“We’ve got to keep trying different routes to market,” he says. “We’re working with the aggregators to really get proper insight in terms of what consumers are purchasing so we can adapt our menus accordingly- it’s part of the mix now and hugely important.” While Wood is confident that his company will continue to provide what he calls “the great Lexington experience” in terms of food and menu, he acknowledges that third-party delivery cannot always guarantee the type of “enhanced hospitality” for which Lexington is renowned. “That won’t always be the case with a straight drop and go delivery service,” he acknowledges. “But there are a variety of options available, and some clients will be adaptable to having a Lexington person on-site to help lay out, present and help serve the dishes.”
Importantly, this new cloud solution also links to Lexington’s own app, LexEats, allowing clients and customers to use a 24-hour booking and payment system, plus click-and-collect facilities and loyalty rewards. It enables Lexington to interact directly with its customers about the various campaigns it is running. It also offers food maps of ingredients and has the ability to capture dietary and allergy information relating to app users. “It generates a lot of useful data about what consumers are purchasing,” says Wood.
All these initiatives are running alongside the elephant in the room: the labour and skill shortages that beset virtually every caterer in the land, big or small. And, of course, moves towards hybrid models in a market that may not be able to afford full-service catering on-site will place fewer demands when it comes to front-of-house staff in a severely constrained labour market.
Attracting and retaining good staff to high-end catering companies is probably the biggest challenge facing Lexington right now. “I would say that the ability to attract people into our industry, into our company, is the biggest challenge of 2022,” says Wood. He adds that he is not so much worried about retaining staff given Lexington’s strong workplace culture and ethics, but rather about the ongoing ability to attract good people into the industry.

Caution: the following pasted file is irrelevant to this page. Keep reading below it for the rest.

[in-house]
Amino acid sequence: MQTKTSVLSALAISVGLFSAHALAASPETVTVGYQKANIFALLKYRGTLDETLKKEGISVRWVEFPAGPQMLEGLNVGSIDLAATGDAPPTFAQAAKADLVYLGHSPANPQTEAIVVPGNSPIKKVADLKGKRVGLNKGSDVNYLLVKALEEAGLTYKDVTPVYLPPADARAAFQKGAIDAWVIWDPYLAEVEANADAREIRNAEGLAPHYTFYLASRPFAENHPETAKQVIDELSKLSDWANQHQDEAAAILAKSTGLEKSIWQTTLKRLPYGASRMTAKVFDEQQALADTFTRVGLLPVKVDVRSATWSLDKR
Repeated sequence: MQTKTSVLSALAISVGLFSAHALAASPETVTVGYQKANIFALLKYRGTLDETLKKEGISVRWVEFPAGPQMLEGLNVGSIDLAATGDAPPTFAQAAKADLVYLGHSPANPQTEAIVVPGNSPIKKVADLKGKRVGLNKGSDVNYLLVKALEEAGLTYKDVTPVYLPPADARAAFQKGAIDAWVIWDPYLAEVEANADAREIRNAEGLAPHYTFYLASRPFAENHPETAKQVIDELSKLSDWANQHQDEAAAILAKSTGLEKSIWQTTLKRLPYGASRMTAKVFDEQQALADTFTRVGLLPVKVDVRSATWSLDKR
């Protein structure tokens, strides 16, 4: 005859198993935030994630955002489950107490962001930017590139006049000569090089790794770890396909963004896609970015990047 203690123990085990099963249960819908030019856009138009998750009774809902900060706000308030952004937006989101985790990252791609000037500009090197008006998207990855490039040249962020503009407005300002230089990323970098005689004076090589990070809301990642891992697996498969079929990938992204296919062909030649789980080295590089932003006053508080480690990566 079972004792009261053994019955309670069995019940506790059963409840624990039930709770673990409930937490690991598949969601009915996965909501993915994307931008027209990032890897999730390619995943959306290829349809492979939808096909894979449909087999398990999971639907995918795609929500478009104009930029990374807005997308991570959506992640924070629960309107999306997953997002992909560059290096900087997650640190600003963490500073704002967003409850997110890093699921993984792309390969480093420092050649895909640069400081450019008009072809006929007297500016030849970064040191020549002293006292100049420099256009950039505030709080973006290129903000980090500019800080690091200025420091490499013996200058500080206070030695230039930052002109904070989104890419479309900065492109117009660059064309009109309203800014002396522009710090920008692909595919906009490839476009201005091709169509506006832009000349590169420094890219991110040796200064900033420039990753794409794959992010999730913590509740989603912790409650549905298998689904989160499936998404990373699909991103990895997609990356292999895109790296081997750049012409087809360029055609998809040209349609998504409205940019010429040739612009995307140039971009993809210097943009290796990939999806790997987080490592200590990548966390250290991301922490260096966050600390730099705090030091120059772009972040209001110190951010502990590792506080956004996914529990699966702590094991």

With so many hospitality companies suffering, and, in some cases, going bust, the perception of a career in catering has plummeted. “People have been massively put off, that has definitely damaged the future labour market,” says Wood.
Lexington is already endeavouring to engage with a new generation of industry recruits through its university graduate programme, which has four people signed up already this year. “I am really keen to do more of this and engage more with universities,” Wood says.
Meanwhile, the company is also heavily promoting its formal apprenticeship route, as well as its chef school, which continued to run virtually through the pandemic. “It is incredibly important to me as a leader during my first year here to make sure we really continue to focus on our people and push ahead with talent development and engagement,” Wood says.
Wood doesn’t need to resort to his crystal ball on this occasion to predict that 2022, while hopefully being a year of recovery, will nevertheless prove to be challenging. There are many things that need addressing, including finding new routes to market, either through technology or new approaches, to keep attracting the type of talent on which Lexington’s reputation was built. There is also the issue of aligning the company’s own corporate social responsibility and sustainability strategies to those of its clients, something that is certain to only become ever more demanding.
Despite these challenges, Wood describes himself as being “hugely excited” by his new post. “This is a business I have always admired, and I believe we have an opportunity for the great people who work for Lexington to really push the boundaries and stand out from our competitors.”